Did that headline scare you? Don’t worry! I have no intention of asking your 13-year-old son to start hitting SAT essays and math. However, there is one aspect of college admissions tests you should start preparing for sooner rather than later. That’s vocabulary.
I can hear all of you moaning and groaning from here. “But no one ever uses those words!” “When am I ever going to need to know what ‘obstreperous’ means?” “I’m hungry.” Ok, maybe not that last one, but you get the idea. The thing to remember is that unlike those special triangles rules you’ve committed to memory for the math sections, vocabulary will absolutely benefit you into college and beyond.
College reading is a world away from high school assignments. The work you put in to vocabulary now will help you get through those tough books you’ll need to read at the next level. Your comprehension will be better, and you won’t have to stop constantly to look up words you don’t know.
But even more importantly, a solid vocabulary will help you in the working world, too. Want a sophisticated, interesting (not to mention high paying) job? Have a sophisticated vocabulary. Higher level employees have language skills that match their job levels. If you want to move up the corporate ladder, sound like you belong at the top.
Let’s go back to 8th grade (not literally...thank goodness). The most effective way to build vocabulary is to read challenging books. The College Board released a recommended reading list a few years ago. The books on that list are a bit heavier than Twilight and Harry Potter, but they’ll do a lot more for your SAT skills. If you have one, a Kindle is a fantastic way to get started on reading serious literature. It has a built-in dictionary so there’s no excuse for not looking up tough words, and many classic works are available for FREE.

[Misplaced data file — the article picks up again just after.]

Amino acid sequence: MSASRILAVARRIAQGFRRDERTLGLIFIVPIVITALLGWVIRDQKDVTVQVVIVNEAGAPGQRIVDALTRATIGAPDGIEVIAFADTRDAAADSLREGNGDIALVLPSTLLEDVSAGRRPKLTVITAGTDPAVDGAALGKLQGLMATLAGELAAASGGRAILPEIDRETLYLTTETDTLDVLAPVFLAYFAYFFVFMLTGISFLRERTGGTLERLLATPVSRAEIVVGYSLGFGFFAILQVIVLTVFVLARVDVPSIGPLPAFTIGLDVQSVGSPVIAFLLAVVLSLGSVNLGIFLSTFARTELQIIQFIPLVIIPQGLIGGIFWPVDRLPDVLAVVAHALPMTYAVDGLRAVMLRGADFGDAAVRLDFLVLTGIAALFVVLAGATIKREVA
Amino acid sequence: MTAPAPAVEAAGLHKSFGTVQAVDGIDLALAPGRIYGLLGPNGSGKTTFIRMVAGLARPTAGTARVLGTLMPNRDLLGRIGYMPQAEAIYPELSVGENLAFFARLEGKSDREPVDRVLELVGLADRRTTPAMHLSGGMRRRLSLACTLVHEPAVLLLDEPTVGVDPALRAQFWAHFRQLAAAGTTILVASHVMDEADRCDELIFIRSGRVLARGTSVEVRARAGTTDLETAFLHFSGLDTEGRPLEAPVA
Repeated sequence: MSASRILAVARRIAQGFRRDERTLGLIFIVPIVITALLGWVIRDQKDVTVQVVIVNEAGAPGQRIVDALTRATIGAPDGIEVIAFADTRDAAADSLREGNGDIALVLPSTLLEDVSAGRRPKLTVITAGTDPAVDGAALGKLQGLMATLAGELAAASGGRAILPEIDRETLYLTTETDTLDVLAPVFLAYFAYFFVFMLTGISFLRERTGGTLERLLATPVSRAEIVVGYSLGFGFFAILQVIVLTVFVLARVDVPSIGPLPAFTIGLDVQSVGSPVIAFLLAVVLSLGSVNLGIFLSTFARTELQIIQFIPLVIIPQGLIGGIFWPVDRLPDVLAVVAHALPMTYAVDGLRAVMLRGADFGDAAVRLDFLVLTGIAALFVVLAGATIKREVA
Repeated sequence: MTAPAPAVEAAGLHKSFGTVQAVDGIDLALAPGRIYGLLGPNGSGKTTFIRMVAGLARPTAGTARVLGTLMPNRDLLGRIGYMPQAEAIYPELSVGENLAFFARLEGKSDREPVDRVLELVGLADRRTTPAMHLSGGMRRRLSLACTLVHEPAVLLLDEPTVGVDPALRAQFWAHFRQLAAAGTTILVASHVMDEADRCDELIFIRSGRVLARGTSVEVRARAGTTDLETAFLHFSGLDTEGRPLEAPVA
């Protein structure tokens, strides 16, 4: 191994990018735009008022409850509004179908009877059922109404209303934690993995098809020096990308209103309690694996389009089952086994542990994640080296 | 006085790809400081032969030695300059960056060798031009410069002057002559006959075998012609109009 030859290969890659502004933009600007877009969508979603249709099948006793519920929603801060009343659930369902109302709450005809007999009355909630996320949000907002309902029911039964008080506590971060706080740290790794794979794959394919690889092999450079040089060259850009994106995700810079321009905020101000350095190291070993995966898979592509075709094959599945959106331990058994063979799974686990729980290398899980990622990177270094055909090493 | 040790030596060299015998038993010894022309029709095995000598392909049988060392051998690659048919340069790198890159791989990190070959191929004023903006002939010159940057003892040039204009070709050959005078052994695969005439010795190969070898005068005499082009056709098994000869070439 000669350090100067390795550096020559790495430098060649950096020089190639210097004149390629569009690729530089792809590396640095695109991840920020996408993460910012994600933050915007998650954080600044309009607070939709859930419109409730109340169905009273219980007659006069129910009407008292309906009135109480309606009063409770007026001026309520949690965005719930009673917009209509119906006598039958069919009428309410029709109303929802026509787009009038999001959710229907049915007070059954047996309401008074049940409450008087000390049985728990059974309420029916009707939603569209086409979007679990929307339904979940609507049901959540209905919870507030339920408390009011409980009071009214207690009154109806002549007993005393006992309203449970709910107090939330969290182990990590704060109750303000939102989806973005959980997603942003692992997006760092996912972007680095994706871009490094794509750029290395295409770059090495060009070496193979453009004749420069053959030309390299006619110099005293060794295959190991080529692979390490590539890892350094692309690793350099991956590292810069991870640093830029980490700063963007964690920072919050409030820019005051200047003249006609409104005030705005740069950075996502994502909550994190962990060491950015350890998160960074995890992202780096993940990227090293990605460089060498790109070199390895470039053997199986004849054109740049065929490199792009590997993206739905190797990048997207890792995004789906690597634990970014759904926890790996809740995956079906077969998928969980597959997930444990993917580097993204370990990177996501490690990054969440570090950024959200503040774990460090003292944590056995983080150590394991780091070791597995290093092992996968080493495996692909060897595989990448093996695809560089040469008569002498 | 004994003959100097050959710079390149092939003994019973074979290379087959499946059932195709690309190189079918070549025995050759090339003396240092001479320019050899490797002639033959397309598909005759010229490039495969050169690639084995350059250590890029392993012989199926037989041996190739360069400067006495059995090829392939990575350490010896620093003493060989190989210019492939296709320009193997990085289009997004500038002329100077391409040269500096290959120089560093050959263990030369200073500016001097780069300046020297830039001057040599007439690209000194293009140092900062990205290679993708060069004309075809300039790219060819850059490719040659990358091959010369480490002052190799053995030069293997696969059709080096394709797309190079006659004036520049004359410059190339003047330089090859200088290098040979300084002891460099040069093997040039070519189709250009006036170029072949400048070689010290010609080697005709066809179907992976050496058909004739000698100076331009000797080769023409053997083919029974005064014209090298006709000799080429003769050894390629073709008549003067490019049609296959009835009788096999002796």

As your child progresses through school, and a date with the SAT looms, targeted vocabulary prep may be worthwhile. But the reading skills he or she has developed over the years will go a long way toward improving his/her performance on the Critical Reading section of the SAT. Reading improvement takes a lot of practice over time, and doesn’t respond as quickly to SAT exercises as math skills. So start early! You and your child will be so glad you did.
* FYI, “obstreperous” means “noisy and difficult to control.” See, you’ve already learned a new word by reading.
About the Author:
Guest Author Jenn Cohen is the owner of Jenn Cohen Tutoring and President and Chief Word Nerd of Word-Nerd.com, an SAT vocabulary website. She blogs about test prep and college admissions at The Fat Envelope. You can find her on Twitter @satprepforadhd and @SheldonWordNerd.